From Genesis to Non Revelations

GENESIS
self-titled
[Atlantic-1983]

We tend to cover album milestones with a certain frequency here. Whether it’s an iconic album, a personal favorite, or both, we’re no strangers to commemorating the anniversaries of records that matter to us. This time we’re going to make an exception and focus on an album that does not meet the above criteria but is worthy of our analysis, nonetheless.


Generally speaking, self-titled albums tend to be debuts. And when they're not, there is a tendency to dig a bit deeper into this particular significance, often ascribing an artist defining, statement-of-purpose label to the decision behind not naming the release. And while there are surely instances of that to be found—'a scattered, sprawling and indulgent piece of work, by a lethargic, yet often brilliant quartet which no longer operates as a unit', seems to be the message behind the nomenclature of The Beatles’ self-titled release aka ‘The White Album’—more often than not, the self-titling of an album, deep into an artist’s career, has no real significance.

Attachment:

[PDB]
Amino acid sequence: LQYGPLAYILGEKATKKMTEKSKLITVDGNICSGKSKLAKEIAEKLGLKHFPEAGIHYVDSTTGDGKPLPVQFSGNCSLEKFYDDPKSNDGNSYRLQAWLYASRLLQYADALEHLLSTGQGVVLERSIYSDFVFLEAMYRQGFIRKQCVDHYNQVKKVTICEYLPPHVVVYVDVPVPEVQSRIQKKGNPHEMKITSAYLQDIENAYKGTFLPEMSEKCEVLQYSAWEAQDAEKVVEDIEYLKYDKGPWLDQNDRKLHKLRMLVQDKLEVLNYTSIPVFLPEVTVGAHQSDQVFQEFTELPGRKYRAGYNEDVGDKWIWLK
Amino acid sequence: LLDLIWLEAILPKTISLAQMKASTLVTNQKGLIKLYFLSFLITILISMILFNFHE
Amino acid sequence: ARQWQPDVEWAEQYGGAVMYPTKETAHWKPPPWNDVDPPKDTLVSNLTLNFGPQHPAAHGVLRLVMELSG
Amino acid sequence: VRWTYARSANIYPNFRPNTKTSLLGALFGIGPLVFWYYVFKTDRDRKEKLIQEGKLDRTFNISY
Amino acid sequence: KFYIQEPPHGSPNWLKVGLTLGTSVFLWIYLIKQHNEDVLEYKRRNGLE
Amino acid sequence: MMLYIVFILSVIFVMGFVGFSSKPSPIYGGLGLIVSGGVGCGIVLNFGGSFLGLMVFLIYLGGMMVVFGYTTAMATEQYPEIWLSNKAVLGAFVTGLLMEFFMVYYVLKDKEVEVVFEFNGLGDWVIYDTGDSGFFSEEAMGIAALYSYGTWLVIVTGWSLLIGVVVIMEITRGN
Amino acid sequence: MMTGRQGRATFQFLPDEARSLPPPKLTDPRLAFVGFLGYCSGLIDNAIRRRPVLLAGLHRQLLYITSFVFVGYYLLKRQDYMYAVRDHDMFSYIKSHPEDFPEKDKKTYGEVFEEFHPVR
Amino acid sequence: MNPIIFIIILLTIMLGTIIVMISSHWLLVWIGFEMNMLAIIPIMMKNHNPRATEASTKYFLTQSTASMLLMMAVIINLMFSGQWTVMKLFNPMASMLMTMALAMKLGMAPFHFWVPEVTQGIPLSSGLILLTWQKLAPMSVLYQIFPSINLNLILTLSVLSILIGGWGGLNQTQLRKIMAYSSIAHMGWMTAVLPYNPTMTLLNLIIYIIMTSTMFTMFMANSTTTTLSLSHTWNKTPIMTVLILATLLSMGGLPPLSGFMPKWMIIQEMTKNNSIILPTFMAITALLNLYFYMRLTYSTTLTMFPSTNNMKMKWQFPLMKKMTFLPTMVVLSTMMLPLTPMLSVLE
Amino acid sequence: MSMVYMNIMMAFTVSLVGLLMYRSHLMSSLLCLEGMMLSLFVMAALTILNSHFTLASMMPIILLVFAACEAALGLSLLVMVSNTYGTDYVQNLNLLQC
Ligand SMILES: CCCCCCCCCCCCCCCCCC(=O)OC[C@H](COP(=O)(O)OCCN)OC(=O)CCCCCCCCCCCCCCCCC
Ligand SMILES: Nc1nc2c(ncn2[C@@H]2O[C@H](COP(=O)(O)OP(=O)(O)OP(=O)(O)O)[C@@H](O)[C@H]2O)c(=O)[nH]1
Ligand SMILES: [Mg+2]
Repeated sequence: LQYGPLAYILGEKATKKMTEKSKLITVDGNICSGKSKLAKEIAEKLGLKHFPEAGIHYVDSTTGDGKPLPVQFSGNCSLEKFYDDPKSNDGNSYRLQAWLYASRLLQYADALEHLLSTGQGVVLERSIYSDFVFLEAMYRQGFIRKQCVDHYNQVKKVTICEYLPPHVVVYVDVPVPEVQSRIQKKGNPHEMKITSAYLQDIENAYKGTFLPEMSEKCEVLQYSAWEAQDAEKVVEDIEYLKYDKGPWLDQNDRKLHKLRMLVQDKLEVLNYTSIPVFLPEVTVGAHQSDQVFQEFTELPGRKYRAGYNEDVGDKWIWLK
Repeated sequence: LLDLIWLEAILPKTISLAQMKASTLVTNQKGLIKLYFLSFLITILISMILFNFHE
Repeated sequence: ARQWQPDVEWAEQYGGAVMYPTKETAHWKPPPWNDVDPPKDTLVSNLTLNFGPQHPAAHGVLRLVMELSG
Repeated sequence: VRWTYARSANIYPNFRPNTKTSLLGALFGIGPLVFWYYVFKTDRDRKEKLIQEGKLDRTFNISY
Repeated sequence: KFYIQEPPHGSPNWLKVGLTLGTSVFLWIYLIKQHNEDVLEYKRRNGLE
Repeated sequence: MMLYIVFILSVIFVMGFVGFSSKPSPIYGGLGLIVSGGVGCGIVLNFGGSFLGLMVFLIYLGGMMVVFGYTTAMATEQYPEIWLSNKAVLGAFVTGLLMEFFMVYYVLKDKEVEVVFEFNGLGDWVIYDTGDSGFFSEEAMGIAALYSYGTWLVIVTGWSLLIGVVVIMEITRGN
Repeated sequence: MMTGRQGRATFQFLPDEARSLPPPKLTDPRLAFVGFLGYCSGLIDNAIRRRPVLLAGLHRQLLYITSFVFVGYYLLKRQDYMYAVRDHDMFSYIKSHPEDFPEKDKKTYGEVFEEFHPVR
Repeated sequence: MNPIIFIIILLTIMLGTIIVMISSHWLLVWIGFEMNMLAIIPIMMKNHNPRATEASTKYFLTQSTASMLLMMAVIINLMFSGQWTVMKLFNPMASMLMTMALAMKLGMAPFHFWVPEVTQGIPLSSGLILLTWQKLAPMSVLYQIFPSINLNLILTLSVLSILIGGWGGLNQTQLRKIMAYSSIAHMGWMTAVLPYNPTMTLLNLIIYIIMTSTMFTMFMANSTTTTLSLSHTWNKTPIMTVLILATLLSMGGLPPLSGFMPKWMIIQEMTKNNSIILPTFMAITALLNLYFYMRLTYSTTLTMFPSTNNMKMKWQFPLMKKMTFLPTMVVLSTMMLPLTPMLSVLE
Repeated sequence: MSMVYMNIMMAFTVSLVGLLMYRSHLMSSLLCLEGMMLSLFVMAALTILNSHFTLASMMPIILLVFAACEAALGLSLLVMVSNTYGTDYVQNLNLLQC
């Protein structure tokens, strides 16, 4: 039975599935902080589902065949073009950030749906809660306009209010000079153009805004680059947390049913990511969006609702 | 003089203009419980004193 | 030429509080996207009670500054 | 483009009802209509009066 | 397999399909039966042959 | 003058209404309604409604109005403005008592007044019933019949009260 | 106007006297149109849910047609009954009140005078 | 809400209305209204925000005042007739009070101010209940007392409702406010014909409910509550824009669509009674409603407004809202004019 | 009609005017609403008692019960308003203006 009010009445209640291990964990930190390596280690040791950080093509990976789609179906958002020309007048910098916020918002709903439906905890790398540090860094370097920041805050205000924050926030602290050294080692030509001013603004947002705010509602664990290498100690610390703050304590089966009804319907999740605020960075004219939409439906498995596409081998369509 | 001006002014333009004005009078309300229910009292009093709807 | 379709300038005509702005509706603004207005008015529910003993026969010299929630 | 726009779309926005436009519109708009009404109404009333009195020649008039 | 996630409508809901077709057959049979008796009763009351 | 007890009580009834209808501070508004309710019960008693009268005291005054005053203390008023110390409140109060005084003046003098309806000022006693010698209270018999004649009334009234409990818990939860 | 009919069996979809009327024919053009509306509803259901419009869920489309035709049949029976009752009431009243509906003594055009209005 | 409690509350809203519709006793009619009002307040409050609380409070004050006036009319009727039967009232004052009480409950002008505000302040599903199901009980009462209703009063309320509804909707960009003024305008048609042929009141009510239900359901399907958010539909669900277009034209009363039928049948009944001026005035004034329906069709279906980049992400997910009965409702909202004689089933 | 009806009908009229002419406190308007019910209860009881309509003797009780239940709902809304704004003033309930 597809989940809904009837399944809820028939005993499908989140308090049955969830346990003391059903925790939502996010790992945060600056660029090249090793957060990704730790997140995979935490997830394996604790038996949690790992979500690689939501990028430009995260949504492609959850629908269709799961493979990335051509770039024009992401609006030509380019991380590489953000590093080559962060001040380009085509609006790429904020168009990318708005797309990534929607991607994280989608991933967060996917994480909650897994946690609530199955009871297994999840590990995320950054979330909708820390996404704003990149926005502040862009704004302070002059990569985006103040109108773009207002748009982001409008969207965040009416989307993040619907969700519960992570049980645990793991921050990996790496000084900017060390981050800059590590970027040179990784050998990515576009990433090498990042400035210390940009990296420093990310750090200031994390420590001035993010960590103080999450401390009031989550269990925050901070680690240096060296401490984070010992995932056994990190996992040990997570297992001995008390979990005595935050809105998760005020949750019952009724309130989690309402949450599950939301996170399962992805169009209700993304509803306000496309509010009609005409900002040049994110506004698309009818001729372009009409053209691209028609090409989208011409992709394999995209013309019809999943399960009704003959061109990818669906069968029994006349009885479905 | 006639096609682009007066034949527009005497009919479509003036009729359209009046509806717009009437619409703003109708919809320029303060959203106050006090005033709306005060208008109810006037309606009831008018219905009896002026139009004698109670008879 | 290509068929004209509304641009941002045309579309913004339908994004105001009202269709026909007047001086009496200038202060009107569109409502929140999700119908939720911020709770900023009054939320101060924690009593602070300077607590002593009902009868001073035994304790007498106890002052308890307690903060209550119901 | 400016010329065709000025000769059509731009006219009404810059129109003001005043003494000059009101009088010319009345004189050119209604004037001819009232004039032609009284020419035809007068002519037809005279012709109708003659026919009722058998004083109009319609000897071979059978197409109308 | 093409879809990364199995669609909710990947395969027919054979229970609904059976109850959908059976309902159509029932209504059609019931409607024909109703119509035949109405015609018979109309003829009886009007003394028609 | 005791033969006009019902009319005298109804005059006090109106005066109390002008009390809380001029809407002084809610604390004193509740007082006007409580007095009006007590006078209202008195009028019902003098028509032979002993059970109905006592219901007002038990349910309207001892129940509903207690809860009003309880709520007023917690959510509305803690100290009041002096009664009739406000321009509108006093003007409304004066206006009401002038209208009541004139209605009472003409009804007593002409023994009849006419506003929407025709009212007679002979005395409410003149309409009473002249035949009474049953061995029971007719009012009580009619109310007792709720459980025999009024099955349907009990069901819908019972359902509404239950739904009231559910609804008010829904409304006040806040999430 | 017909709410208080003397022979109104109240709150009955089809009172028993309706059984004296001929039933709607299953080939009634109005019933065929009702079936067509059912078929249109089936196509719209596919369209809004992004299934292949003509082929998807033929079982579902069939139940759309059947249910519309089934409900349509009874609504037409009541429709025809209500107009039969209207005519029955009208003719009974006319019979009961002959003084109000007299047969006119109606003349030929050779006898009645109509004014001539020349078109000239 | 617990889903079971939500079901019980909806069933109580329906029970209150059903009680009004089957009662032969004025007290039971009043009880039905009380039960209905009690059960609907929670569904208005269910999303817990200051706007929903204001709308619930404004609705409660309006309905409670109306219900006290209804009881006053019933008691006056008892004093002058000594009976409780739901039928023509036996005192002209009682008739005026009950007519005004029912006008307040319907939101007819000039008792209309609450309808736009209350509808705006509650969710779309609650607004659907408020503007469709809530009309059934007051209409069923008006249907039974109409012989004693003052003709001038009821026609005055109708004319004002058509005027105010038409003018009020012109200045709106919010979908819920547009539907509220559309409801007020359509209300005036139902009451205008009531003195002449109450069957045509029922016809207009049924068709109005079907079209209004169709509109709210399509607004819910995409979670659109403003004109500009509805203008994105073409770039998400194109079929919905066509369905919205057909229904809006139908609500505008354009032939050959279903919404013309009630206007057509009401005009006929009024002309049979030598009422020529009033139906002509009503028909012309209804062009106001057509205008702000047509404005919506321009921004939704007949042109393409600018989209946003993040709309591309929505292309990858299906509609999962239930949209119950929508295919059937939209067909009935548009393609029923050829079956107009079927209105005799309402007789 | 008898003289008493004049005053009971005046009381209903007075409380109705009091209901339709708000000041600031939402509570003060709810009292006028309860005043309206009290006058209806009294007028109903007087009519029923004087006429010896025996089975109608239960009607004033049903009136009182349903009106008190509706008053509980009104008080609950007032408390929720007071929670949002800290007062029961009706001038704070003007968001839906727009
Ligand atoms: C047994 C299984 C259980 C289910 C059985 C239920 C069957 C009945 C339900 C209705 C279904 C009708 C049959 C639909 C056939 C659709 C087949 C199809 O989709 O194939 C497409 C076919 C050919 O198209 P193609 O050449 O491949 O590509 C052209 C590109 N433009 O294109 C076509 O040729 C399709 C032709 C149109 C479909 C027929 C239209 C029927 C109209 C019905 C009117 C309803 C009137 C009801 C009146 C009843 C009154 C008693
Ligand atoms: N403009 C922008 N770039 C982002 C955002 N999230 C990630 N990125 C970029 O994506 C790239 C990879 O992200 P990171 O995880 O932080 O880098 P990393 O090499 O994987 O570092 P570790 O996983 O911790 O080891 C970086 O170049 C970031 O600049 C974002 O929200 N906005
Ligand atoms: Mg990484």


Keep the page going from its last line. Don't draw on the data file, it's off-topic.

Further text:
In this particular case, the decision to self-title was based on writing the songs as a unit, a valid yet uncommon reason for not naming an album, but then again, these gentlemen used to be bandmates with someone who had a very interesting take on all of this: Peter Gabriel decided his solo albums would all be self-titled; like issues of a magazine, he likened it to. Until his record company put a see thru sticker of his fourth and called it Security [Geffen-1982], Gabriel had managed a trifecta of self-titled albums. That he called his three following albums So [Geffen-1986], Us [Geffen-1992] and Up [Geffen-2002], respectively, probably says more than he wanted to let on about his views on naming albums, but we digress.